The emergence of COVID-19 has plagued our world with numerous problems in a short time. Within weeks, multiple businesses have been forced to shut down, leaving people scavenging for sources of income to support their families. While we consider the economic downturns, let us not forget how this pandemic has affected the mental health and wellbeing of our people.
In many ways, COVID-19 is much like the SARS epidemic in 2003. Both viruses are influenza in nature, have similar symptoms, and have taken countless innocent lives. The difference is the extent of their detrimental effect on our world and it can largely be blamed on globalisation.
While we have enjoyed interconnectedness and economic prosperity between countries, the detrimental consequences of globalisation have also hit us with comparable strength. We have had no choice but to push forward and family is an integral part of this process.
Even before the COVID-19 pandemic, domestic violence has already been on the rise in Singapore and it is considered to be a ‘taboo’ subject by many. According to statistical evidence from the Ministry of Social and Family Development (SG), the number of cases of the physical abuse of children investigated has risen from 188 in 2010 to 660 in 2019. Coupled with the economic downturn and rising unemployment in Singapore, this statistic is projected to rise exponentially.
This phenomenon can be explained psycho-therapeutically, and has already existed way before the pandemic. It is due to a theory called displacement. This is a defence mechanism where we redirect our emotions onto “safe targets” and in this case, it could be those living in the same household.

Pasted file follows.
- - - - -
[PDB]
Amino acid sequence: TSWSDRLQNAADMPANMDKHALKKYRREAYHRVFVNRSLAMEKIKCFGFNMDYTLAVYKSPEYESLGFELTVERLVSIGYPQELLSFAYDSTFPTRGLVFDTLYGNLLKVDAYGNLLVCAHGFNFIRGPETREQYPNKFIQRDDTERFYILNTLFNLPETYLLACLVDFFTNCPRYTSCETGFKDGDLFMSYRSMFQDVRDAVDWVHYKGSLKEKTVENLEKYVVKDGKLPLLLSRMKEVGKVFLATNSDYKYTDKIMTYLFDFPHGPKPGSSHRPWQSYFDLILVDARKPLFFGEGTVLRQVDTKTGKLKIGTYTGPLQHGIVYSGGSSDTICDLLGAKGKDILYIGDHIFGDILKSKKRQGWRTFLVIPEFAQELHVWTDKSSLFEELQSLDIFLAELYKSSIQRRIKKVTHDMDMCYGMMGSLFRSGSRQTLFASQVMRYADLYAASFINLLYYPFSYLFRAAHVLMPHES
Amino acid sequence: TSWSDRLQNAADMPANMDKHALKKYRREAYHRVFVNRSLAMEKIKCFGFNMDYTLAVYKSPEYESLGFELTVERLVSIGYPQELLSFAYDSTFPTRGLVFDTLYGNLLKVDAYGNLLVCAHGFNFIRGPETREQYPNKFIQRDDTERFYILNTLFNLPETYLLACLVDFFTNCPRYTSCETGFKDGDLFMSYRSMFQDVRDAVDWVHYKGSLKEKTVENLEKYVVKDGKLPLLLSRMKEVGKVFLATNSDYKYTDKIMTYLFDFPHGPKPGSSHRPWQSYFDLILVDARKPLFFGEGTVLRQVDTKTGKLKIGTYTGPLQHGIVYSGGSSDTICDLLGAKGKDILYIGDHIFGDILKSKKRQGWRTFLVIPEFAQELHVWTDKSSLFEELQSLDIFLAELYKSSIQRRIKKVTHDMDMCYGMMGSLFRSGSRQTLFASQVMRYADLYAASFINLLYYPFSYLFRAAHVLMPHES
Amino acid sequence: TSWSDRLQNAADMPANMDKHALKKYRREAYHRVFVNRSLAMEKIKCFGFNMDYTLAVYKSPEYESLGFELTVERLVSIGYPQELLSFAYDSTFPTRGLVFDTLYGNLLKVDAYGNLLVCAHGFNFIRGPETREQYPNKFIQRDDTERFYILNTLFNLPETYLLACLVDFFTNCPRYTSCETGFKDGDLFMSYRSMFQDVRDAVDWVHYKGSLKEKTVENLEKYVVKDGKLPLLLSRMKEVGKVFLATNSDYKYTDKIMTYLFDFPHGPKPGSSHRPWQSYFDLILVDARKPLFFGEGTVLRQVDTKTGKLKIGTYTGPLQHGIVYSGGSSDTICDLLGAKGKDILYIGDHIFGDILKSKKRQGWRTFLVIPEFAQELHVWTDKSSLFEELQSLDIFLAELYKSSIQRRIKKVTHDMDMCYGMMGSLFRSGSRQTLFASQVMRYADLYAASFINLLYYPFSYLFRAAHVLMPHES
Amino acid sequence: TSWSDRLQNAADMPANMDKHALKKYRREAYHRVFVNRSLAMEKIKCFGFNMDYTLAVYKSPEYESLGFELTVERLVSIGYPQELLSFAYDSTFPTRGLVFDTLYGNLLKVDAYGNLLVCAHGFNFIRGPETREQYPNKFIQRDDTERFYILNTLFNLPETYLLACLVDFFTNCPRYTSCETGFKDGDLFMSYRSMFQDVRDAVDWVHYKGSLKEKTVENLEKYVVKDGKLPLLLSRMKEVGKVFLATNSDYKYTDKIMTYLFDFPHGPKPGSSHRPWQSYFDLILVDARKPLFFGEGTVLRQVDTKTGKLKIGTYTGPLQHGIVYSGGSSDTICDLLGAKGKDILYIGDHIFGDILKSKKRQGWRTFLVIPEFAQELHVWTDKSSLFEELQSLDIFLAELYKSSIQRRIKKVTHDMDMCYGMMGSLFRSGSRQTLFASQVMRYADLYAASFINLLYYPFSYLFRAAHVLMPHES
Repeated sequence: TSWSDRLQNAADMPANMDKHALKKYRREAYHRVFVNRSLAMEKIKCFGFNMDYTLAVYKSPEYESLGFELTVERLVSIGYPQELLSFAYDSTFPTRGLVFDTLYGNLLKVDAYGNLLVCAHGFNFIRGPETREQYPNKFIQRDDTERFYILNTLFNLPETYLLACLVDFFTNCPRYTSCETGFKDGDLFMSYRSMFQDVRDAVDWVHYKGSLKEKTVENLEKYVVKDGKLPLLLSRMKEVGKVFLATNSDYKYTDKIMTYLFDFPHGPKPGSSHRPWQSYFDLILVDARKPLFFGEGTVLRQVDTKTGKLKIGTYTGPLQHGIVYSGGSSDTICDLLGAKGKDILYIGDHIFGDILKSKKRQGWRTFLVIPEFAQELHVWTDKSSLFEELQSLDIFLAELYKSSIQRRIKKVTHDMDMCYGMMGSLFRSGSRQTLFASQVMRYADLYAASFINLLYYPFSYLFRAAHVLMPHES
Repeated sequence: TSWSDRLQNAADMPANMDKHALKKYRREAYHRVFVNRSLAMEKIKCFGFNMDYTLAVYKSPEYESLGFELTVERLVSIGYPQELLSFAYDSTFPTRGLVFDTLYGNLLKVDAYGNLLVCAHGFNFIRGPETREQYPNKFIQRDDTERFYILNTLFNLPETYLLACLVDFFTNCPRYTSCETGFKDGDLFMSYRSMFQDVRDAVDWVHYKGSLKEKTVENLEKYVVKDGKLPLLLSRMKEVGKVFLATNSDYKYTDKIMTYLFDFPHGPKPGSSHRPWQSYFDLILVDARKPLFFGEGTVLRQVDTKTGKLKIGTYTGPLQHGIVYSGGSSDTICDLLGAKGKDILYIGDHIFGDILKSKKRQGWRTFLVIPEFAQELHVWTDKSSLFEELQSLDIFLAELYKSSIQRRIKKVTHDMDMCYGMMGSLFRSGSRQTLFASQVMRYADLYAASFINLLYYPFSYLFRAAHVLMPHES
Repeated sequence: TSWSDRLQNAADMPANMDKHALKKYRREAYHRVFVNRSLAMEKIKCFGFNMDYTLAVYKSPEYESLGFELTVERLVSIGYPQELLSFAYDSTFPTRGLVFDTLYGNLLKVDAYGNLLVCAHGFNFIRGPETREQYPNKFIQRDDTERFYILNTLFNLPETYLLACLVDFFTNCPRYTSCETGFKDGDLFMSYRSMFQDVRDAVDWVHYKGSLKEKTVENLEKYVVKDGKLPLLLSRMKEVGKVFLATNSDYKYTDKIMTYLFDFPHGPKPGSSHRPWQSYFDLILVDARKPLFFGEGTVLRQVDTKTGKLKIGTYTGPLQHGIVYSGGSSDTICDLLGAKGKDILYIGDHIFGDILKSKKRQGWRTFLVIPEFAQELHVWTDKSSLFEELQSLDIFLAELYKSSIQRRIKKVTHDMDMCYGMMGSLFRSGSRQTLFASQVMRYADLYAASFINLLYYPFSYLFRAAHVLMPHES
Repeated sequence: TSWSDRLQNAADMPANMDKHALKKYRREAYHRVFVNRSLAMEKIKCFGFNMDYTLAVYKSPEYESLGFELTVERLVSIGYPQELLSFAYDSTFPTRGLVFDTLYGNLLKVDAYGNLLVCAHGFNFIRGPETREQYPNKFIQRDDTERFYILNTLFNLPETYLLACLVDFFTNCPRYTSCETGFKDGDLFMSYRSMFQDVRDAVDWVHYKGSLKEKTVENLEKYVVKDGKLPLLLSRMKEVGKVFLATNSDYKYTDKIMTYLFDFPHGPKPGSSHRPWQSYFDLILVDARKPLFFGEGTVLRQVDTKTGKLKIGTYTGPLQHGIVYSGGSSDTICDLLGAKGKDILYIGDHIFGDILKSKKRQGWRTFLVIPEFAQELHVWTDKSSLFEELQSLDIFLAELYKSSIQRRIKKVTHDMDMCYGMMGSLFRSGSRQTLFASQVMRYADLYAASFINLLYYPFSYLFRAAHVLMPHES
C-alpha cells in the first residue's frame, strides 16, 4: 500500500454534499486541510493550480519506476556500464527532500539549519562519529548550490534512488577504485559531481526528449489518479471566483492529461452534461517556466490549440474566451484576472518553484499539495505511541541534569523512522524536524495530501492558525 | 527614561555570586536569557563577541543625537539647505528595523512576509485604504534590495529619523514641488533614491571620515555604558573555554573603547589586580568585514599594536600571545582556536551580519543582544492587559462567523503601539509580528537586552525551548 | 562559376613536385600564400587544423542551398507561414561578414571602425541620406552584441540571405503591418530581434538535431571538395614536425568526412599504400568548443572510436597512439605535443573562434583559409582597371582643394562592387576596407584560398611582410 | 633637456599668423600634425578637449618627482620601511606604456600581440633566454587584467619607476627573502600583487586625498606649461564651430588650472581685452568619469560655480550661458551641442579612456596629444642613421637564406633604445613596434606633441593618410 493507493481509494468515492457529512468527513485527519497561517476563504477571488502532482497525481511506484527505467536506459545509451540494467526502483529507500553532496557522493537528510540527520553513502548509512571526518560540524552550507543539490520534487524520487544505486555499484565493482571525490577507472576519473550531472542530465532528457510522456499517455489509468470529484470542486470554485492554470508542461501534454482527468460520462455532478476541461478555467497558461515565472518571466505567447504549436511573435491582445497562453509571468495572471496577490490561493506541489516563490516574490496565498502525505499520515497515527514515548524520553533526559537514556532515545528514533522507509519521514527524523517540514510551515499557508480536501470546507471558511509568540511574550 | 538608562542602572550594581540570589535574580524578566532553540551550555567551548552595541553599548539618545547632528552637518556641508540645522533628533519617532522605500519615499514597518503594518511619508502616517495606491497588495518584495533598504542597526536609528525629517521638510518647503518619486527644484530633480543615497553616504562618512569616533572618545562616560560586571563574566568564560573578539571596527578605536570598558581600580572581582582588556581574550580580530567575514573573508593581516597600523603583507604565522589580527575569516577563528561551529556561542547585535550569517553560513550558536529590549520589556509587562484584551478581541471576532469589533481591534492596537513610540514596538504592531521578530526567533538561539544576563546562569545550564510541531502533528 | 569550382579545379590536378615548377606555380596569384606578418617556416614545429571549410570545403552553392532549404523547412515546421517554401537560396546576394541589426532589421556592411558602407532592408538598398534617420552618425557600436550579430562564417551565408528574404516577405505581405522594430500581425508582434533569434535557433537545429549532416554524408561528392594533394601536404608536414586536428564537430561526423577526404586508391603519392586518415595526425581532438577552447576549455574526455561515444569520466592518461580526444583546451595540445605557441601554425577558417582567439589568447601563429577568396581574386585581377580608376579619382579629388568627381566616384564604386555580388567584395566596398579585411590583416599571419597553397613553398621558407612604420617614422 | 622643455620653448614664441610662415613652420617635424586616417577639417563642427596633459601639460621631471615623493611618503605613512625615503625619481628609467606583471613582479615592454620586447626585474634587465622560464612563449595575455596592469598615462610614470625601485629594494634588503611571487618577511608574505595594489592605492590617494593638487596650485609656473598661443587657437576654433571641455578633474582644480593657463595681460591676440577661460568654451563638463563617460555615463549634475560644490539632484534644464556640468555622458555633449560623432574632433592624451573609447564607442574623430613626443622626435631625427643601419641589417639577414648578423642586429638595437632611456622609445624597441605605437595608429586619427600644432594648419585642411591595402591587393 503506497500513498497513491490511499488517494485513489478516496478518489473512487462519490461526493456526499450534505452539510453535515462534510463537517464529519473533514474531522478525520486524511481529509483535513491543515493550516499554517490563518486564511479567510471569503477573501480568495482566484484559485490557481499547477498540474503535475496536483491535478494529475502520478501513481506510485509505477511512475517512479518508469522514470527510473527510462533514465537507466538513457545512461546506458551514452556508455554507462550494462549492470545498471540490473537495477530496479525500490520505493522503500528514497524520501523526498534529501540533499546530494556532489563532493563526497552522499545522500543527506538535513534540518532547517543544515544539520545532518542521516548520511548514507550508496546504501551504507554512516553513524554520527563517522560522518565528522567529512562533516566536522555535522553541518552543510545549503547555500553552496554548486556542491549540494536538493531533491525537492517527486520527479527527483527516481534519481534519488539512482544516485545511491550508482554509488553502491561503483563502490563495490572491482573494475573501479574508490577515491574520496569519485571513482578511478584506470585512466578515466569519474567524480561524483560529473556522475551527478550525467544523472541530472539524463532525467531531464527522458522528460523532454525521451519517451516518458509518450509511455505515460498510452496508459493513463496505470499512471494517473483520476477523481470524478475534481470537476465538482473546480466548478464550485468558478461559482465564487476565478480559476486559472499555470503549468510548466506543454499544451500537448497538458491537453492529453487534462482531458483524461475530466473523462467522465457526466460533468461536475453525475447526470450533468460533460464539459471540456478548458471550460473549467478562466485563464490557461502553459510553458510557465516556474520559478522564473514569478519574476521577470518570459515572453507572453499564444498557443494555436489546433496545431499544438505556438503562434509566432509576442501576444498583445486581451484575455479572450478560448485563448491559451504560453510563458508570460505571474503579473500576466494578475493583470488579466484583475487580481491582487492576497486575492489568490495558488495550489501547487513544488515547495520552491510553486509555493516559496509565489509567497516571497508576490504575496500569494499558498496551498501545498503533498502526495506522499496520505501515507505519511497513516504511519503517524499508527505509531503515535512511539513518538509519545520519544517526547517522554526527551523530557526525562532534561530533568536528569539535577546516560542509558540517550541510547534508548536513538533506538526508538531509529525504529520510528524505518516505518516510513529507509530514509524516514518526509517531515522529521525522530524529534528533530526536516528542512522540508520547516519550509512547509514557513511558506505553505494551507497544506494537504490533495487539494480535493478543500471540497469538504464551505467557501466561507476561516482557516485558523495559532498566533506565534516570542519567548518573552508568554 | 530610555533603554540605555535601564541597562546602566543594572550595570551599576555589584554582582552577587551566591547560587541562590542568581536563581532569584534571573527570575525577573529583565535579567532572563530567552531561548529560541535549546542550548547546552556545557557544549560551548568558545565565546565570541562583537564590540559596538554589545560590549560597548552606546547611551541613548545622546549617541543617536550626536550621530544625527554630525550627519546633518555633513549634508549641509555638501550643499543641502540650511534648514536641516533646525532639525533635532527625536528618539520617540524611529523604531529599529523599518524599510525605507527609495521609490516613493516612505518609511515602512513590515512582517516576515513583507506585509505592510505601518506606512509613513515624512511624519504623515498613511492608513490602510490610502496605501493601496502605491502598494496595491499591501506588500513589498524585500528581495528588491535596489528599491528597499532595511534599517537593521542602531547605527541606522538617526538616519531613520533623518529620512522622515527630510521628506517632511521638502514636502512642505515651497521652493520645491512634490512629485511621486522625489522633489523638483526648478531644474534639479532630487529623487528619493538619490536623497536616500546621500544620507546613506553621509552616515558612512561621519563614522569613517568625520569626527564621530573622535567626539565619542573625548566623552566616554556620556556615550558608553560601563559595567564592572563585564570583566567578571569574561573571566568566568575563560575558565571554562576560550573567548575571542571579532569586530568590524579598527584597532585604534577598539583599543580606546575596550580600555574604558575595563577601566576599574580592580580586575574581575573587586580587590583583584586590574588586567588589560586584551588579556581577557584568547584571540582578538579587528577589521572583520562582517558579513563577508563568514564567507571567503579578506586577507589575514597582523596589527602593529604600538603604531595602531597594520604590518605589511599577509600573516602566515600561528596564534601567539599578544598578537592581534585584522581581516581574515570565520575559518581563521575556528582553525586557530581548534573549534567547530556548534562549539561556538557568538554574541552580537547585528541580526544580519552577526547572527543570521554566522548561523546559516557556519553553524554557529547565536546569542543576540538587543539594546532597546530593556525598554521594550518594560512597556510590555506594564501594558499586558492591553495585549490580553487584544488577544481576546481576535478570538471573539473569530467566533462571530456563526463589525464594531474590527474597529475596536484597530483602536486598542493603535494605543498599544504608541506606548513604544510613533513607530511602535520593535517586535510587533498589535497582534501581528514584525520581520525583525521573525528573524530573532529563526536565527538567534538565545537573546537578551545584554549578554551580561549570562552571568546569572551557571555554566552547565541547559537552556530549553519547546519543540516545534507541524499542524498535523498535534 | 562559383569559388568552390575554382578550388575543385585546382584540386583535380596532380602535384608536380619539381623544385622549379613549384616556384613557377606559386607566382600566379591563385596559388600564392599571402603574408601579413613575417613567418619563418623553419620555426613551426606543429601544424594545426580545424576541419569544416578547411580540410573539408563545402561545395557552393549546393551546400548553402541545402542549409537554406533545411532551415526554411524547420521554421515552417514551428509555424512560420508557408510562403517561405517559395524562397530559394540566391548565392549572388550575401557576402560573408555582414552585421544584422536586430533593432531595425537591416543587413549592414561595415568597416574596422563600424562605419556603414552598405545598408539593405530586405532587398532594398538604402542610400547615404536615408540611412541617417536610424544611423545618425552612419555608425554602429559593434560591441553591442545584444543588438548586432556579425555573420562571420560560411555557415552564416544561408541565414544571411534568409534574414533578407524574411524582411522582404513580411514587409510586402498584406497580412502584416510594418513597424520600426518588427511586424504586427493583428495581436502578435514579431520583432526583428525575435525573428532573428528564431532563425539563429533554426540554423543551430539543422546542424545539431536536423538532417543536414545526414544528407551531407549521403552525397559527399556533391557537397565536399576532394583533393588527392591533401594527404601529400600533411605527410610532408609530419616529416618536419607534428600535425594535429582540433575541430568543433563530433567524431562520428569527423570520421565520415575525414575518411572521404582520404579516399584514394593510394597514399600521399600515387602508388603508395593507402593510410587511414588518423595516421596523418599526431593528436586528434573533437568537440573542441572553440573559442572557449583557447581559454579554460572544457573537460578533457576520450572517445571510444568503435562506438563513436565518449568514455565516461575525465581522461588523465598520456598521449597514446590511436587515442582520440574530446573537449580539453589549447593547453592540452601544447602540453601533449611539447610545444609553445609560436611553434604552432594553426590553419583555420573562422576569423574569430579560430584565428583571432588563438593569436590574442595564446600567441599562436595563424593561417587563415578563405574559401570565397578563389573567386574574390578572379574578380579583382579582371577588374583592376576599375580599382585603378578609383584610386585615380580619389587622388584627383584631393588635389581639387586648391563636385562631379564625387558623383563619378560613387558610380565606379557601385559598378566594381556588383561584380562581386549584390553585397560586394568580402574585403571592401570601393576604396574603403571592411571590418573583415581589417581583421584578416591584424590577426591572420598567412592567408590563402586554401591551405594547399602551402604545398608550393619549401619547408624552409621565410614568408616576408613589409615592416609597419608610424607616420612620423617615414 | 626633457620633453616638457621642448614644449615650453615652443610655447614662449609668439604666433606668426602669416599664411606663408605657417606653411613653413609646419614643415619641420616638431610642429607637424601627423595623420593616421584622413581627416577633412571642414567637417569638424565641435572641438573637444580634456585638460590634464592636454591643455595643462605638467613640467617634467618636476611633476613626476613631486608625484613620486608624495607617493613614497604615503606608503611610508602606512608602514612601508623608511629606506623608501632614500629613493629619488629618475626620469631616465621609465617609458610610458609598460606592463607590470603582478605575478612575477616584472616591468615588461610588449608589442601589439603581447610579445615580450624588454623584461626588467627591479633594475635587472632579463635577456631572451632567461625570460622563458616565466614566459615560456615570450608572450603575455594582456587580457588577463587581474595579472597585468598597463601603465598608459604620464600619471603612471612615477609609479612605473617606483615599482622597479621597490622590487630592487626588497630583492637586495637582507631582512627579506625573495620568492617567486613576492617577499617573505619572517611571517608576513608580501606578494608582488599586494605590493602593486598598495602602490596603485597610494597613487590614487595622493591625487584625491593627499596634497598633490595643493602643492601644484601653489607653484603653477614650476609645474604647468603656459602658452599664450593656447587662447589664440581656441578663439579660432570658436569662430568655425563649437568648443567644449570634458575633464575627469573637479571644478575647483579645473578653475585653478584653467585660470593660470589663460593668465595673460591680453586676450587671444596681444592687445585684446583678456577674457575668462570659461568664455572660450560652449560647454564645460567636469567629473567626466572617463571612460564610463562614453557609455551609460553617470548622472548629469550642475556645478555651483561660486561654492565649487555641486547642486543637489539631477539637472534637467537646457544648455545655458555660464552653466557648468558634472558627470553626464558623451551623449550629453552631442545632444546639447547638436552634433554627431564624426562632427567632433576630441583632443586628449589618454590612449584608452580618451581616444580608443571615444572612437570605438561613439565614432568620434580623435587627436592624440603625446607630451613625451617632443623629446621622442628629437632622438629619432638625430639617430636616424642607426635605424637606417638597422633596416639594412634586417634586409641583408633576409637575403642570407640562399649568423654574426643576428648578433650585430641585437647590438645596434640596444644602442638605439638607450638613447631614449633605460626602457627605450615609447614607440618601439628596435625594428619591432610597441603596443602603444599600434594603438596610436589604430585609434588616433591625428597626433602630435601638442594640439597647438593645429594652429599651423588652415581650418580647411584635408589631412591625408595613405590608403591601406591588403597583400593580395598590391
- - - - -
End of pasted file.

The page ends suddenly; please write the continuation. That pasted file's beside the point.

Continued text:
Anger, by nature, is understandable and perfectly normal. However, when this anger is taken out on innocent people, especially our loved ones, it is not just selfish but there is a complete disregard of our responsibility as a parent, child, or spouse.
Though COVID-19 has brought struggles and unavoidable problems, it has shed light on mental wellbeing and the importance of family. What does it mean to have a family? In my opinion, having a family is to have people around me when even if the whole world gives up on you, they will still be there to support you.
While the crisis has affected many of us negatively, it has nurtured bonds between families and reminded us of what’s really important. Much like the proverb “Tough times never last, tough people do”, as we brave through this period of uncertainty and struggles, I hope that Singaporeans will become more resilient and empathetic.
About the writer:
Hi! I’m Ravin, currently a year one undergraduate student in NTU. I feel a great passion for helping and understanding people, which is why I would like to join FamChamps. My dream would be to become a counsellor who is well-known for not just a mentor but also a good friend.